CEDIA Digs Deep

Time marches on, the world is a quickly changing place, and it’s no longer business as usual.
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Time marches on, the world is a quickly changing place, and it’s no longer business as usual.

Time marches on, the world is a quickly changing place, and it’s no longer business as usual. Clichés like these have become a daily challenge for organizations like CEDIA that grew organically to serve an unique niche business, during a specific moment in time, and now must cater to a constituency that is getting both older and younger at the same time.

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Old-school veterans, some of whom helped create the CEDIA organization more than 20 years ago, and “new-school” entrants into the business seem to have different needs and tend to seek out knowledge in divergent ways.

These are just the latest challenges facing CEDIA, as it seeks to better engage current association members, reach out to a new audience, and simply remain relevant as an organization. On the surface, you may have noticed CEDIA’s attempt at better social media engagement via “Old School versus New School” Twitter debates, but behind the scenes, the organization is also committed to better market research, technical training, and business education endeavors to serve its manufacturer and electronic systems contractor members.

On the education side, the association is reworking the way its CEDIA University courses are taught to help ESCs make smarter decisions based on business goals and interests, not just job function. And CEDIA is more aware than ever that “emerging trends” in technology must be addressed in a different way from how its more fundamental “core curriculum” is presented. The goal is to seek out new subject matter experts from the manufacturer, service provider, integration, and media communities, to track and teach about these ever-changing technology categories. It’s an initiative embraced by companies like Access Networks and ihiji, who are actively engaged in the curriculum to be delivered at CEDIA EXPO next month. “CEDIA continues to look to manufacturers and service providers for these seminars because we’re the subject matter experts that live and breathe this technology everyday,” Access Networks CEO and founder Hagai Feiner said. “At Access Networks, we’ve deployed networks in just about every automated environment, so we can share not only our knowledge of the underlying technology, but also our experience in the field.”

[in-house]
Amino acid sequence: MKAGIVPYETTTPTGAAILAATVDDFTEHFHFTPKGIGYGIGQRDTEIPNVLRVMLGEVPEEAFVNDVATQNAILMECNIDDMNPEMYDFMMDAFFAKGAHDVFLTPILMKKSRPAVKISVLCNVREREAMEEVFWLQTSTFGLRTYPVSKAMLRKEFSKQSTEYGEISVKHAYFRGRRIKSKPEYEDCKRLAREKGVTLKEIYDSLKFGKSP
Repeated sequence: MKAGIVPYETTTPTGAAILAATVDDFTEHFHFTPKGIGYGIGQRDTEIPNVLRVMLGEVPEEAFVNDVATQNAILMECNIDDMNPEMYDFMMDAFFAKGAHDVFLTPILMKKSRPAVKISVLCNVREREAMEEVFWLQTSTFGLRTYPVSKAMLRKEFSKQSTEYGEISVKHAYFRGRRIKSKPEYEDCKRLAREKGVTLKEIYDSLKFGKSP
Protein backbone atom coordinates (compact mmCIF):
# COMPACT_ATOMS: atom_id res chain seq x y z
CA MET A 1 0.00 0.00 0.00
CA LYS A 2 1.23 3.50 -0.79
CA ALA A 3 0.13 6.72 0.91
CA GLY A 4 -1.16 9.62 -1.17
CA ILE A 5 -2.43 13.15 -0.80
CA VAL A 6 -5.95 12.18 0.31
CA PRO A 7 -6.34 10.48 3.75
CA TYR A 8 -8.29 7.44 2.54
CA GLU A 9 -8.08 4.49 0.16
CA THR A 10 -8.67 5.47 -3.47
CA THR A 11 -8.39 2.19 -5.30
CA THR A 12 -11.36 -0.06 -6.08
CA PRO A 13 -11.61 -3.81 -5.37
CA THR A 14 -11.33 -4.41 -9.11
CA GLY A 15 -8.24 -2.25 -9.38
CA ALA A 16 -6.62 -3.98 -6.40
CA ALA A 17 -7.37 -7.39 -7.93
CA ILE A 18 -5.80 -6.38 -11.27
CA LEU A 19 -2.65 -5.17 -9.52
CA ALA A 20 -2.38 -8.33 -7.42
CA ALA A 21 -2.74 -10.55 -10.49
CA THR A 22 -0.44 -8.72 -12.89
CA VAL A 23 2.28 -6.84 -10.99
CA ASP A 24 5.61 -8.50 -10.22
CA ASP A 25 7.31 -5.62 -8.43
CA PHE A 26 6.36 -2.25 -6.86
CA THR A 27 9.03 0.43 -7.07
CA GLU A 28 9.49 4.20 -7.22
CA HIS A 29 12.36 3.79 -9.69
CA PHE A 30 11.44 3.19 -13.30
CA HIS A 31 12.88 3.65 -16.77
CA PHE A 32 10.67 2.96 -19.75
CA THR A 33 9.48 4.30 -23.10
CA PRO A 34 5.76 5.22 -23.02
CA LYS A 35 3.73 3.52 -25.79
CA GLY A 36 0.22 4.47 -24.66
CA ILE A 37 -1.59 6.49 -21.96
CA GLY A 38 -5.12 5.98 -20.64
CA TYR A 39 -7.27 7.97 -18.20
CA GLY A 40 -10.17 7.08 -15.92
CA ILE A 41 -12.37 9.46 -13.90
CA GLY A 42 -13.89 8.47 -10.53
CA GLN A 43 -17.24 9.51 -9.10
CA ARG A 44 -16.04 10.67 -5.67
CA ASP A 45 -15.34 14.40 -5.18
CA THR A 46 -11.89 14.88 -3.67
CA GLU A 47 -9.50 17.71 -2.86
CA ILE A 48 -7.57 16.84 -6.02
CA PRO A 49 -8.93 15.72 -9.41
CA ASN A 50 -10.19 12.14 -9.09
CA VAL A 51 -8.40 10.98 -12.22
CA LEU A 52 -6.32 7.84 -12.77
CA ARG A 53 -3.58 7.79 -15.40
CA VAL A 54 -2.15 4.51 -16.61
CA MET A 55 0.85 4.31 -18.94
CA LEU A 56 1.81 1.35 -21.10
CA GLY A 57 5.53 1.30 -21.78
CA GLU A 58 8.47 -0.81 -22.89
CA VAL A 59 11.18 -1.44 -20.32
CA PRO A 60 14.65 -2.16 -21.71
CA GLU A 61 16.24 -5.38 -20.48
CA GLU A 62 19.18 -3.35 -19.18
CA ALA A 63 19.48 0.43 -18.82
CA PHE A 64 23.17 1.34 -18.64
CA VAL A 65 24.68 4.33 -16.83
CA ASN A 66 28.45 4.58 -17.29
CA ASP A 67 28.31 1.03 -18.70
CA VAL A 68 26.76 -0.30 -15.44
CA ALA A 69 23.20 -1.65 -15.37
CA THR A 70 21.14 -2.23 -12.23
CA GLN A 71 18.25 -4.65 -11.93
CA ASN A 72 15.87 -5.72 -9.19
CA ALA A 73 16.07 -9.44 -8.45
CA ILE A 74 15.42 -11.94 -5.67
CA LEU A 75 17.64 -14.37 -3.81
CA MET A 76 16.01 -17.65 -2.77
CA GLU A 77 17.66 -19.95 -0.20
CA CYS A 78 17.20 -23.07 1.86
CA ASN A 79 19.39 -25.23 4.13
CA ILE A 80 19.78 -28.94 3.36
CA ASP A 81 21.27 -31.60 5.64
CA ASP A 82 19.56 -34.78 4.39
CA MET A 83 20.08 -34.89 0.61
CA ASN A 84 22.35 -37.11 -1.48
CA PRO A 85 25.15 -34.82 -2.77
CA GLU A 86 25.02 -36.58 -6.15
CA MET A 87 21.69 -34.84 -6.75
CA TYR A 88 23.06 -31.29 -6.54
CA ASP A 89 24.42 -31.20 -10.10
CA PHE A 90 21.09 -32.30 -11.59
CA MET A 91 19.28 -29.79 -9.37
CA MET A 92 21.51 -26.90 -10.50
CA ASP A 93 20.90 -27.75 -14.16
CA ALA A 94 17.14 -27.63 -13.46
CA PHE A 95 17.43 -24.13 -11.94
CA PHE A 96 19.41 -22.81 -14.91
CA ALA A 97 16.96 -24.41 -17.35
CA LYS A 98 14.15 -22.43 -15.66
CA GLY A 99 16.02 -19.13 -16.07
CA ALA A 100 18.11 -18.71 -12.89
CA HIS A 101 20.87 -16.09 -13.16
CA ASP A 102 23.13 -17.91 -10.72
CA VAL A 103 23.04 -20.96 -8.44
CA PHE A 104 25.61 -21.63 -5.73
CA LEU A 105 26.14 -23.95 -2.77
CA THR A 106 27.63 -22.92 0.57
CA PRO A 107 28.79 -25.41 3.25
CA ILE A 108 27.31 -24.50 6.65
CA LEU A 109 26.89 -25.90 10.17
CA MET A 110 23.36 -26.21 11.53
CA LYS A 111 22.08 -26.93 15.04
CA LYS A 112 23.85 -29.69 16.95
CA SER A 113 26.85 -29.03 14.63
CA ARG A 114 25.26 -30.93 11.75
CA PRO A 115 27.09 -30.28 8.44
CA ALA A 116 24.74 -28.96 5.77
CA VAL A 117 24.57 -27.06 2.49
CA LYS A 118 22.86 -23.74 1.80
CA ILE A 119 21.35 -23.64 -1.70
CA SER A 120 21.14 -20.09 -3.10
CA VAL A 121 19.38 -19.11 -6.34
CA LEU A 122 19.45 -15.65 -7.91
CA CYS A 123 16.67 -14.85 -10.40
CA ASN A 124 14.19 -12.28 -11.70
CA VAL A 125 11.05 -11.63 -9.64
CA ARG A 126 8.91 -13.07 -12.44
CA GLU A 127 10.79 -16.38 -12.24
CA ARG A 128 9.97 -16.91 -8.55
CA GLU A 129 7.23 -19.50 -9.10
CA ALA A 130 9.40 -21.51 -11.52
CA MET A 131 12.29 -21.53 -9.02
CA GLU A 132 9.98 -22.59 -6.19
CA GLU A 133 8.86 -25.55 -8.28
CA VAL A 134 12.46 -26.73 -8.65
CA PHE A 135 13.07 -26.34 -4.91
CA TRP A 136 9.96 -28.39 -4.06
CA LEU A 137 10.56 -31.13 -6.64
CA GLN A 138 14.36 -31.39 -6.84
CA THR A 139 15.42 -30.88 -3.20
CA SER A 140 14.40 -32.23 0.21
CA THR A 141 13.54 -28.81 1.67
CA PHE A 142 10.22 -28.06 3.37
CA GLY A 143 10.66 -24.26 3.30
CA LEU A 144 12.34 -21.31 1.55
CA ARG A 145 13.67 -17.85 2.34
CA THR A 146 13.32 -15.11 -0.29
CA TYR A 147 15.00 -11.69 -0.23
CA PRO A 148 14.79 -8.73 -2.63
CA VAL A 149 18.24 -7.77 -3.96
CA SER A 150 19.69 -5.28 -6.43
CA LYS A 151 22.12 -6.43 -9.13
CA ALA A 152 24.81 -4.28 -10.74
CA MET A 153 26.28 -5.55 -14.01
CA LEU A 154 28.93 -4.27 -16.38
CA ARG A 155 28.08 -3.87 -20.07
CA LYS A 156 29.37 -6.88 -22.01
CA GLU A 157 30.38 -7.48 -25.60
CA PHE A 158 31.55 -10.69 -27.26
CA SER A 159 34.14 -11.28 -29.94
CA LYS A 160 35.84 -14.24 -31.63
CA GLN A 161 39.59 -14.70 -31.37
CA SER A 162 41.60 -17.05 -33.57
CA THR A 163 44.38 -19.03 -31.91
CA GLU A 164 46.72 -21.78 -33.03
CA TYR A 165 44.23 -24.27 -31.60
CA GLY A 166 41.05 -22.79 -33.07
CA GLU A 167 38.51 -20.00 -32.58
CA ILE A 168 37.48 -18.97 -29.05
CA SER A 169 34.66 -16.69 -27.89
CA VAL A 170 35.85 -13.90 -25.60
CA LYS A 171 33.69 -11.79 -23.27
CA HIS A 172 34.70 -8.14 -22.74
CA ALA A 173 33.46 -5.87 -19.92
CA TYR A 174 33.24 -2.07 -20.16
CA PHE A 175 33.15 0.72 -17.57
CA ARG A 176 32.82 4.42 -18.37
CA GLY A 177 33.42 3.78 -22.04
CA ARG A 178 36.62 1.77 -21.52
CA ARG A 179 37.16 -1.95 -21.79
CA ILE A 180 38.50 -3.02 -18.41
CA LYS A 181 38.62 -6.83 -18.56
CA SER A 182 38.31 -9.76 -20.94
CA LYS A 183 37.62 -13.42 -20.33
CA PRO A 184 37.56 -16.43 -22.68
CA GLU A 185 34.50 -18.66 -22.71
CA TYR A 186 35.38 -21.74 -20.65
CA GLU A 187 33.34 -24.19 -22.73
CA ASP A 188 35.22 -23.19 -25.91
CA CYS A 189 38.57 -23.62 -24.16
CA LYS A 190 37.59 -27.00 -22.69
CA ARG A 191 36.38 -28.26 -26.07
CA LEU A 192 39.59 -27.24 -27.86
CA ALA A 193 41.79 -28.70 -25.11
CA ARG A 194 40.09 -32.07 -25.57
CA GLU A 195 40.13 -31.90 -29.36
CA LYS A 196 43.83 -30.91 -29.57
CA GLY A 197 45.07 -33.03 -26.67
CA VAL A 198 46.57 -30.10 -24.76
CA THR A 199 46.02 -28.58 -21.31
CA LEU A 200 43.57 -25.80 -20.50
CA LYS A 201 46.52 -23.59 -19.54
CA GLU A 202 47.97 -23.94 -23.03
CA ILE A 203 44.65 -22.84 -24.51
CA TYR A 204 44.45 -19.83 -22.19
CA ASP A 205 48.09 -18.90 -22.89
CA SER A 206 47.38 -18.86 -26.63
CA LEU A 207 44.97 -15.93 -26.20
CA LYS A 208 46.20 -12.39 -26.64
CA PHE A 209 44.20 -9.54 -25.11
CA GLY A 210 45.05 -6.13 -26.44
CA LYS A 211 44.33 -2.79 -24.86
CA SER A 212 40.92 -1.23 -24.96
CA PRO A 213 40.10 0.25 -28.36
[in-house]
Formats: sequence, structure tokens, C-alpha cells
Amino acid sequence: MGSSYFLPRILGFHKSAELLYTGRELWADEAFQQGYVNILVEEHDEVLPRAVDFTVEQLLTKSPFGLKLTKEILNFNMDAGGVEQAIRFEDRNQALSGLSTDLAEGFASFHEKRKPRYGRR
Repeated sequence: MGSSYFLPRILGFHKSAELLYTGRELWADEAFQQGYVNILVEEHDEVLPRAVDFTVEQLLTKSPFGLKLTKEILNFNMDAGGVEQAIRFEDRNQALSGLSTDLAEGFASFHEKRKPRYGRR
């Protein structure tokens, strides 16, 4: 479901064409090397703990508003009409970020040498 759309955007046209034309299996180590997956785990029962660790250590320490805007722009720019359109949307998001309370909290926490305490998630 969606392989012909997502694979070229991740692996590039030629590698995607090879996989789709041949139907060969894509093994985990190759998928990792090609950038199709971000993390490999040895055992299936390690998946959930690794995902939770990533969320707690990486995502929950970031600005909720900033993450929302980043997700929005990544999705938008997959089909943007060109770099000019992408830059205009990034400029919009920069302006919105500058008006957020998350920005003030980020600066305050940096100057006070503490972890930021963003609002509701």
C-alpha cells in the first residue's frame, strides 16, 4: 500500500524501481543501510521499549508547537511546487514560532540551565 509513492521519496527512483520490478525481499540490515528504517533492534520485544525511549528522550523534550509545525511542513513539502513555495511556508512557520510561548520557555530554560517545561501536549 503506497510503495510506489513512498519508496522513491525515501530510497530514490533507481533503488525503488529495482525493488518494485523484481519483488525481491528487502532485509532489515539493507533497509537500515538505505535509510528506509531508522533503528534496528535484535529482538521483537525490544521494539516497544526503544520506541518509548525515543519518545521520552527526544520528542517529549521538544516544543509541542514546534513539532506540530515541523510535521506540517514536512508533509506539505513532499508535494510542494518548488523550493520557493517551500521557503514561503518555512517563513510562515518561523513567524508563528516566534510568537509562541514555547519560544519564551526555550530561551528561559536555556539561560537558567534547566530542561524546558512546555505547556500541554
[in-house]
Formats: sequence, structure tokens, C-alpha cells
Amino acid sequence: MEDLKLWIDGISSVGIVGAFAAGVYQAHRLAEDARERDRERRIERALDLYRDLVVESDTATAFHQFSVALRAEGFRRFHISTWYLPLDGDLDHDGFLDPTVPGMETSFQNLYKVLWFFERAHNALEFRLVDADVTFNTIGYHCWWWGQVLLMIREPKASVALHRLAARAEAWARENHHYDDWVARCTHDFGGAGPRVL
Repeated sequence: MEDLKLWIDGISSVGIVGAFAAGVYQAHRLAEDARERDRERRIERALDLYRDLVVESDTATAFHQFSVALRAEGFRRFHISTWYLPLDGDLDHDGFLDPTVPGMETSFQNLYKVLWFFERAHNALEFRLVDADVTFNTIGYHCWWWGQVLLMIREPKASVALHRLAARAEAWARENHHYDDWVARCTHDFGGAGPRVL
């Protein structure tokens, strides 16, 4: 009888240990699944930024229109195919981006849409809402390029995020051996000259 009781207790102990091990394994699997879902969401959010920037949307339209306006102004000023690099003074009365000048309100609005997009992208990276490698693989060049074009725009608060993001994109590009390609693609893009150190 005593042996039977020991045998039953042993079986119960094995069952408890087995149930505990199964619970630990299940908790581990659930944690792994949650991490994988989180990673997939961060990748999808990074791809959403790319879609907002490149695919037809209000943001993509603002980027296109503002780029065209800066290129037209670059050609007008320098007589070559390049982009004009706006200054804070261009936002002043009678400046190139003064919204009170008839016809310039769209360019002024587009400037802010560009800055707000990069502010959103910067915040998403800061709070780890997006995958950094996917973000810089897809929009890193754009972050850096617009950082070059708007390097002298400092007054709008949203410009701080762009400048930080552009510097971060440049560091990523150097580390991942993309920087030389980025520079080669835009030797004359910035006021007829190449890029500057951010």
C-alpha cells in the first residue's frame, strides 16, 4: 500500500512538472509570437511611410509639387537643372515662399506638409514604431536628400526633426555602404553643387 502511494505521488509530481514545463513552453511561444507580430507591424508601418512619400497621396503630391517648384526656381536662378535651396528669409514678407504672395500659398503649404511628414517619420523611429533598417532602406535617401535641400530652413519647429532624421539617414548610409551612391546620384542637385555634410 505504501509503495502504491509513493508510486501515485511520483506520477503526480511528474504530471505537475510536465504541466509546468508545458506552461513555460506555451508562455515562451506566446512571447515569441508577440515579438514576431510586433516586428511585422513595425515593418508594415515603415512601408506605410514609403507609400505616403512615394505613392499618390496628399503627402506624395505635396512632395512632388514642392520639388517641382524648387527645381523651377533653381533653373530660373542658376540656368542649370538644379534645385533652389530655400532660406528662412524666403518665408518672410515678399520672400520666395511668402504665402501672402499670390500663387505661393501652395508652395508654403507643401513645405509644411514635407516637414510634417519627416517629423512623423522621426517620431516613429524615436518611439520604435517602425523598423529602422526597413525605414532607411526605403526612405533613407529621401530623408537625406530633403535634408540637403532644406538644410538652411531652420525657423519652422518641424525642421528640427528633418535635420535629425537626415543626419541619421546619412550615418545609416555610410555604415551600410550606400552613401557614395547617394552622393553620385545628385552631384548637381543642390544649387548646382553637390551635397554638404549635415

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Mike Maniscalco, VP of technical operations for ihiji, was even called upon to teach a more business-centric class on selling service contracts. He said that even though manufacturers benefit from a certain narrowness of expertise that’s useful to CEDIA University, it’s still CEDIA’s role to serve as the gatekeeper and quality control agent to maintain the integrity of its courses. “CEDIA reviews each session’s content for brand mention, checks for accuracy prior to course delivery, requires instructors to sign a code of ethics, and follows up with a post-session internal review process and co-manufacturer attendance to ensure the appropriate interests are always served.”

During this challenging time for our industry, CEDIA knows that an all-hands-on-deck approach is essential. And it’s important that our trade association remains in the center of it all.